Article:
The exhibition extends over two floors and is arranged around a series of different artistic themes: interiors, landscapes/nature, still lifes and women/the nude. An introductory section, occupying the first rooms on the ground floor of the exhibition, is devoted to the friendship between the two artists, featuring portraits by the photographer Henri Cartier-Bresson, self-portraits, and the two works painted by one artist and owned by the other.
The following rooms are devoted to interiors and, in particular, to the motif of the window, where the close exchange of ideas between the two artist-friends is strikingly apparent. Among the outstanding works here are Bonnard’s paintings The Bowl of Milk (ca. 1919) and The Window (1925), both from the Tate Modern in London, and Matisse’s Large Red Interior (1948), one of his last iconic works in oil, which is on loan from the Centre Pompidou in Paris. The last room on the ground floor is devoted to the letters exchanged between the two artists, a selection of which can be heard in dramatised readings, and all of which can be digitally viewed.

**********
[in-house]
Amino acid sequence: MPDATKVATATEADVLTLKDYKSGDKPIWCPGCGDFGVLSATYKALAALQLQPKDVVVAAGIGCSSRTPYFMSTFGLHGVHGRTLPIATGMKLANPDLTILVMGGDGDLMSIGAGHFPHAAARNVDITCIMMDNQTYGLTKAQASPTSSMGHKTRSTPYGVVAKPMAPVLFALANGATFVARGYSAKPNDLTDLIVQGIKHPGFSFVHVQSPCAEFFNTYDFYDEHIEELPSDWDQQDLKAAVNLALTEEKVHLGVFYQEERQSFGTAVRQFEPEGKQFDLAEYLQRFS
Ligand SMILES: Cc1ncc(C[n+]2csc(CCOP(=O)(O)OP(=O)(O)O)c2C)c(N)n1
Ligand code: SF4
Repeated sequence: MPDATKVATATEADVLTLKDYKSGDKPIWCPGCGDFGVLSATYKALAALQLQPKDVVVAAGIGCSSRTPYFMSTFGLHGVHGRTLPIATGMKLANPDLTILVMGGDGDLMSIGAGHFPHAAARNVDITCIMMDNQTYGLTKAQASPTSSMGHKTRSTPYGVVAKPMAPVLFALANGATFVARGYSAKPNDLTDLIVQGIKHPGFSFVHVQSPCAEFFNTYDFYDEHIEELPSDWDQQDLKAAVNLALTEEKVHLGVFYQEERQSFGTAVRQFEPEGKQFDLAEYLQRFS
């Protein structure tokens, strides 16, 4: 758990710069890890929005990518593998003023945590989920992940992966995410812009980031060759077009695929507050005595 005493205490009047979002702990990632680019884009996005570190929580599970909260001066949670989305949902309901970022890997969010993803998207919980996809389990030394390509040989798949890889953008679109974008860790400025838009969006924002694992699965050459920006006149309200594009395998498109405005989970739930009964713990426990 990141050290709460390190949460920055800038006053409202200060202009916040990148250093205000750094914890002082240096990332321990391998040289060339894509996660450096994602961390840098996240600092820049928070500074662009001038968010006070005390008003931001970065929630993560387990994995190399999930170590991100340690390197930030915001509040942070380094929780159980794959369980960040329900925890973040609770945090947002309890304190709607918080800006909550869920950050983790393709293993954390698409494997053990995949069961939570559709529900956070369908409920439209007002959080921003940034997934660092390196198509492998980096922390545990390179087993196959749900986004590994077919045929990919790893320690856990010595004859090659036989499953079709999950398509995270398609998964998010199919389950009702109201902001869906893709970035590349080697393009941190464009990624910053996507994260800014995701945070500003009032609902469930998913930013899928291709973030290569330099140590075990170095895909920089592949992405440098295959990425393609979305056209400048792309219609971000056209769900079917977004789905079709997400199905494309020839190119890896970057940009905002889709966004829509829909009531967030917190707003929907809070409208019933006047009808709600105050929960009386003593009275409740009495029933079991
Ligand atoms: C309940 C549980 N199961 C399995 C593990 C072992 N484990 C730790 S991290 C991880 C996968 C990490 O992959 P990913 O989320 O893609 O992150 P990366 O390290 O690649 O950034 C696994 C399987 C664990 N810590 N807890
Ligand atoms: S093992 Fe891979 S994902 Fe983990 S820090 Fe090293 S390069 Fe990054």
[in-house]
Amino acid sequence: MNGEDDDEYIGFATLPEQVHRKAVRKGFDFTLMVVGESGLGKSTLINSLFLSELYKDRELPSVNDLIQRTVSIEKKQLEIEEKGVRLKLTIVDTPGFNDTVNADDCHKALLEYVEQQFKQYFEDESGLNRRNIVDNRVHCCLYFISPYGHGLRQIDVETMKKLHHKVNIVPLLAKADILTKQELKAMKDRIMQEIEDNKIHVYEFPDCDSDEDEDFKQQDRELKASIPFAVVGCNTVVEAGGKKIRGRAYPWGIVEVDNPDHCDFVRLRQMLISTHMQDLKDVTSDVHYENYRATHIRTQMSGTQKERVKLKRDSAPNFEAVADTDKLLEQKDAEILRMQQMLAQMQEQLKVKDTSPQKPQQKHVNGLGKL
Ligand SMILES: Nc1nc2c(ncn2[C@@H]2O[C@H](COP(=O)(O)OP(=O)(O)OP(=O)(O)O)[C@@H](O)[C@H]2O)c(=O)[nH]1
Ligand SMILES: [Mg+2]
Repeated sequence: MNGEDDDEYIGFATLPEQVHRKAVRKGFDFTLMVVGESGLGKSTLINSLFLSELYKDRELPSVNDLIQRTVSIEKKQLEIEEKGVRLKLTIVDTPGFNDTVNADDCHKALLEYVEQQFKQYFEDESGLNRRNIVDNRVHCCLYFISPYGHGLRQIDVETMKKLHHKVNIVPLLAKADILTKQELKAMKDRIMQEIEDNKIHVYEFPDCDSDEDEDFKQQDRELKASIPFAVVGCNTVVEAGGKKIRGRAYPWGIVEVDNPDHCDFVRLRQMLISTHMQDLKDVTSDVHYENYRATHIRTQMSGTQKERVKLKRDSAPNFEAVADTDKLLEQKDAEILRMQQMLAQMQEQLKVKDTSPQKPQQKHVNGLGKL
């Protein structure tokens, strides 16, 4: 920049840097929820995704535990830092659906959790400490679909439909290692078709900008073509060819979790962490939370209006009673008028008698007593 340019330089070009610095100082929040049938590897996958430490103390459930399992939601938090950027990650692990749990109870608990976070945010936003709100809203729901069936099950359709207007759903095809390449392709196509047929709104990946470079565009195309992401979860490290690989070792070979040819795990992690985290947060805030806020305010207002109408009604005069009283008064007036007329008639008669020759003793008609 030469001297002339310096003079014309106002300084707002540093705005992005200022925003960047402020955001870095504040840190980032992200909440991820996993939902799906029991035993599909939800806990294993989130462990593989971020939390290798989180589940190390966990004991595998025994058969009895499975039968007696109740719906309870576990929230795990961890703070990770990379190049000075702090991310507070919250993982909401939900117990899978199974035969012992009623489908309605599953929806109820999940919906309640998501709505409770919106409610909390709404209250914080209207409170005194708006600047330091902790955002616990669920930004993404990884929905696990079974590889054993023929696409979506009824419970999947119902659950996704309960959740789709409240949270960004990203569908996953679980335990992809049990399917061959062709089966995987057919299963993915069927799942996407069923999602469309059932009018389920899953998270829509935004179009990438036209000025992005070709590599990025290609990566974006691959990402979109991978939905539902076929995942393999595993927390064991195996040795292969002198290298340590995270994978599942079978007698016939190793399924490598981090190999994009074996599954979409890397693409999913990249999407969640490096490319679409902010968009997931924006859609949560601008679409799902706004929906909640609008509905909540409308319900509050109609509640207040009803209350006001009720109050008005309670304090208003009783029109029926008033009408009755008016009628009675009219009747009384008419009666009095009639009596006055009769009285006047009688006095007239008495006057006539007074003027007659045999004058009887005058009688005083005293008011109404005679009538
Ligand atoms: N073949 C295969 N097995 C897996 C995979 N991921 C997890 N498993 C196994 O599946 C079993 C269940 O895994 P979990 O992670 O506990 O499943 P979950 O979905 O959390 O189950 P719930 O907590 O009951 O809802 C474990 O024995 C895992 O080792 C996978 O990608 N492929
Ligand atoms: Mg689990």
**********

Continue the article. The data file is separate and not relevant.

Upstairs, the exhibition continues with the theme of landscape and nature, in which the lifelong fascination of both artists with the light and atmosphere of the French Riviera plays an important role.